• jdbc:mysql is the protocol that we are using.
  • Host – This is the name of the host where the MySQL server instance is hosted. For our case, as we are running on local, it would be localhost.
  • Port – Port on which MySQL server instance is running. For local execution, it’s most of the times 3306.
  • schemaName – Name of the database schema that you are connecting to
  • Property-values

Let’s create some sample data in our DB to illustrate this with an example.

  • Create schema named test_schema.
CREATE SCHEMA test_schema
  • Create a table named employee data with fields – id, name, and city.
CREATE TABLE test_schema.employee (id INT AUTO_INCREMENT NOT
 NULL PRIMARY KEY, name VARCHAR(100), city VARCHAR(100));
  • Let’s now insert some records in the above employee table.
INSERT INTO test_schema.employee(name, city) VALUES("Arvind
 Gupta","Mumbai"),("Sherwin Williams","Bellevue");
  • Let’s see a sample connection String.

In the above connection string, we’ve used useSSL = false which would disable the SSL mode of connection (i.e. it doesn’t encrypt the connection to the MySQL server). This setting is not recommended for production environments but should be ok to use in non-prod or test environments.

Similar to useSSL we can use other properties and specify them in the connection string itself. For example, we can specify the username and password of the MySQL server instance as the property values itself.


For example, refer to the above connection String, where we have specified both username and password as a part of the connection String itself.

Once the connection String is created, the next task is to establish or make a connection to the MySQL server instance. This can be done by creating an object of type Connection as shown below.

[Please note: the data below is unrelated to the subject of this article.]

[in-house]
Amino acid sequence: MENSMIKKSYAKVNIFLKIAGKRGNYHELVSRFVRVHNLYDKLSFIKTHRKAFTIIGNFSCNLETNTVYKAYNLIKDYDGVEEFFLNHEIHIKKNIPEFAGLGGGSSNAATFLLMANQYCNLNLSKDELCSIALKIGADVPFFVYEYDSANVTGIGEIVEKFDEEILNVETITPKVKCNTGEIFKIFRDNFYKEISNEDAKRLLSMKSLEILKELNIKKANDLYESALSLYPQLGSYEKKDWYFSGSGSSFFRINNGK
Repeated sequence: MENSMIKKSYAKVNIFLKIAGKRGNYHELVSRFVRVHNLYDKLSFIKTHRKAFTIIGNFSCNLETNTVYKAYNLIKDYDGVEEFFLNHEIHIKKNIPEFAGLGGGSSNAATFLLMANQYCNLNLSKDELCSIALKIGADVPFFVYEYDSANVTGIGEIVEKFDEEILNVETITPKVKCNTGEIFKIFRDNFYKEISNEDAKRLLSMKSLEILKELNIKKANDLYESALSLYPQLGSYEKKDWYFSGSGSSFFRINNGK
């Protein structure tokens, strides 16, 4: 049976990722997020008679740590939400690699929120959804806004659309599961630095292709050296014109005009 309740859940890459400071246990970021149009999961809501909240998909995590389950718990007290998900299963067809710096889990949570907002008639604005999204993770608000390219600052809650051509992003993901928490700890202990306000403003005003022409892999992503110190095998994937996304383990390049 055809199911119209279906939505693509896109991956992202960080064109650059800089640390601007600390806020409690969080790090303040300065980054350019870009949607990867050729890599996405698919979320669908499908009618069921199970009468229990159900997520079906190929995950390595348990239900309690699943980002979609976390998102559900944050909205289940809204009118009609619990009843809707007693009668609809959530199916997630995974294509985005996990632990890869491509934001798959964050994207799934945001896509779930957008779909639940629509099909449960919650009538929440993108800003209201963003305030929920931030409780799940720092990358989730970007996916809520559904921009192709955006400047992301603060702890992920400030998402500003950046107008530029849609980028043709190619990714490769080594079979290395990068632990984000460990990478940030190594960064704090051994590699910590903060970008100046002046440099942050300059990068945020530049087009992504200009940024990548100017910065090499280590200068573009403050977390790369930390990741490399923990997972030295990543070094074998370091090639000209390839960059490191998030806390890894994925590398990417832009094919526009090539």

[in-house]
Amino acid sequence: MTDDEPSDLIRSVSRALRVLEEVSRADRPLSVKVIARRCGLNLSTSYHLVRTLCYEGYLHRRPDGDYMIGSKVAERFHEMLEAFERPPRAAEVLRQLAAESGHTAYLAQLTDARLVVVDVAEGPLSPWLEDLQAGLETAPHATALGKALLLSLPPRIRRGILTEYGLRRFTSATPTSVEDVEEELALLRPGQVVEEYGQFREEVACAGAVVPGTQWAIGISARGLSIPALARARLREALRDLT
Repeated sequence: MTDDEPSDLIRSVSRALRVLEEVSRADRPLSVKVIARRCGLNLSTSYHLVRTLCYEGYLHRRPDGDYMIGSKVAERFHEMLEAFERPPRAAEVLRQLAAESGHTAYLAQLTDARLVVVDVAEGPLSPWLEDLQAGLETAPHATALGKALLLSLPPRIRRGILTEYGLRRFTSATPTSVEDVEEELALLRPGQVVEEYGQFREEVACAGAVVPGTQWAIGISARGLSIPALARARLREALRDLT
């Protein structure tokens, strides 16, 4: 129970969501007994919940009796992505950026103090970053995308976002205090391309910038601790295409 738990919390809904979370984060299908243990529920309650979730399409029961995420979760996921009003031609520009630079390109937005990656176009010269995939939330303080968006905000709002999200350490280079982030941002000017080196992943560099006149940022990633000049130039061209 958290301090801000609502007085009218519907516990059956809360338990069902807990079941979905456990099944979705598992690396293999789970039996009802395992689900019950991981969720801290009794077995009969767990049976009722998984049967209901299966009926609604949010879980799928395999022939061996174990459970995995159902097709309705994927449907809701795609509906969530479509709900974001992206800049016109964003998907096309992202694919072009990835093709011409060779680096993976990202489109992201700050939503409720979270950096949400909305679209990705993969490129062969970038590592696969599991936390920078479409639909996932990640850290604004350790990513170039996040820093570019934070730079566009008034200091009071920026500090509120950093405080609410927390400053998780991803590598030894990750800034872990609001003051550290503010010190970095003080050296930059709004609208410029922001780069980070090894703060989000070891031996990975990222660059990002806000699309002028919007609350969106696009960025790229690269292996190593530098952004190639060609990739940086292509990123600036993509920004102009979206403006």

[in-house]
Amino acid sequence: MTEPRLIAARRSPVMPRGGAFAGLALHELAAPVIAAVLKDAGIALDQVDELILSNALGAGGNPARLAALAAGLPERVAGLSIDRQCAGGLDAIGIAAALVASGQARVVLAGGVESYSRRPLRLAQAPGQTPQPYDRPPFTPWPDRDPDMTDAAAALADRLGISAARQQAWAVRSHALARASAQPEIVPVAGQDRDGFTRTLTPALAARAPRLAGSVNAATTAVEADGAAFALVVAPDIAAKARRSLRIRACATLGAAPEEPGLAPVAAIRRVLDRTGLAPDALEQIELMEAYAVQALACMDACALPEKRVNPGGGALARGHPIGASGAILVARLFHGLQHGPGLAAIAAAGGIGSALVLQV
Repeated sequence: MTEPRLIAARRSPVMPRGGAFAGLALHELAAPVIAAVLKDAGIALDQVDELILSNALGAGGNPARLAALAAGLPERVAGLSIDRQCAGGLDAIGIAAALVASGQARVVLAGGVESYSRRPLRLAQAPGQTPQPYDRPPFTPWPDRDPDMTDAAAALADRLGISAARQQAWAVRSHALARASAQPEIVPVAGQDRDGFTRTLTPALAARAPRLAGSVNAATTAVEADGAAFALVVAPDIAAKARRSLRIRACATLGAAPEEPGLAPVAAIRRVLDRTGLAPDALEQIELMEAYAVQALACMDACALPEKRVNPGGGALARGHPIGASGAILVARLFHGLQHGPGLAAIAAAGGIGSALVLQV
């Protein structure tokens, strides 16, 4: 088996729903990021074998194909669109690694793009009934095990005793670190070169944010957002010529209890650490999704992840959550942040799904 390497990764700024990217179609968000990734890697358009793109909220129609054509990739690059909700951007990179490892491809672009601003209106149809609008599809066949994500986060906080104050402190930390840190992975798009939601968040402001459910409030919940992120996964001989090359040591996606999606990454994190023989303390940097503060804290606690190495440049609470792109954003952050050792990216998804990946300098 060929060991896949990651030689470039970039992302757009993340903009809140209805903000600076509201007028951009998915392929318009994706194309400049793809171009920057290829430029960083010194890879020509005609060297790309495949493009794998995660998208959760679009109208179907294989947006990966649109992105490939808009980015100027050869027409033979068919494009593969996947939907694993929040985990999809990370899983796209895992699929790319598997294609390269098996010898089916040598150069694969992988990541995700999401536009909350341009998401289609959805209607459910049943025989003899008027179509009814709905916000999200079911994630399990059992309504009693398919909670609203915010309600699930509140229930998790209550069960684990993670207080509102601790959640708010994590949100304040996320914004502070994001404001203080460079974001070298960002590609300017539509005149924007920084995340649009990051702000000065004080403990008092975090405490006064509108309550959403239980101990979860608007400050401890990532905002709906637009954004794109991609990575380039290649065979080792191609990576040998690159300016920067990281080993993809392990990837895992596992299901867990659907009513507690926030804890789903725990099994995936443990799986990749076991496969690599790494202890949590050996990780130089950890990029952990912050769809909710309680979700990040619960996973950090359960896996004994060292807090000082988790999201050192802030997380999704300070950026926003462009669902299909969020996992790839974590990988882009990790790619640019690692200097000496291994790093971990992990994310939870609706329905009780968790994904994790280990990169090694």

Connection con = DriverManager.getConnection(url)

DriverManager is a JDBC class that helps to make an actual connection to the MySQL Server instance.

#4) Create Query

Let’s now see how you can create a query that you want to execute through your Java application.

 String query = "SELECT * FROM employee";

In JAVA, the JDBC query is assigned to a simple String object.

#5) Execute Query

Statement st = con.createStatement();
ResultSet rs = st.executeQuery(query);

For Java JDBC, the Standard way of executing a query is to create an object of the Statement class using the Connection object and then obtain the ResultSet by executing the query on the Statement object.

#6) Process Result

The Result is contained in the ResultSet class object above. To display the result, we would need to loop through the Result Set till it contains rows/values

while ( {
 System.out.println(rs.getString(1) + "|" + rs.getString(2) + "|" +

As seen above, we are using while to loop the ResultSet object rs.

To display or fetch the individual column values, we have used,


Here this ‘1’ in getString represents the column Index which currently represents the field ID.

Similarly, values 2 & 3 represent the respective column indexes and in this case, they represent the employee name and employee city respectively.

#7) Close

Once the query execution is complete (or in a negative scenario where the connection could not be made due to any reason, For example, wrong password, non-existing table, etc), we should handle all the thrown exceptions gracefully and finally close the connection object created.


Complete Program

Let’s now have a look at the complete Java program, which would

  • Make the connection to the MySQL server instance.
  • Execute Query
  • Display the result
  • Close the connection
import java.sql.*;
import java.util.logging.Level;
import java.util.logging.Logger;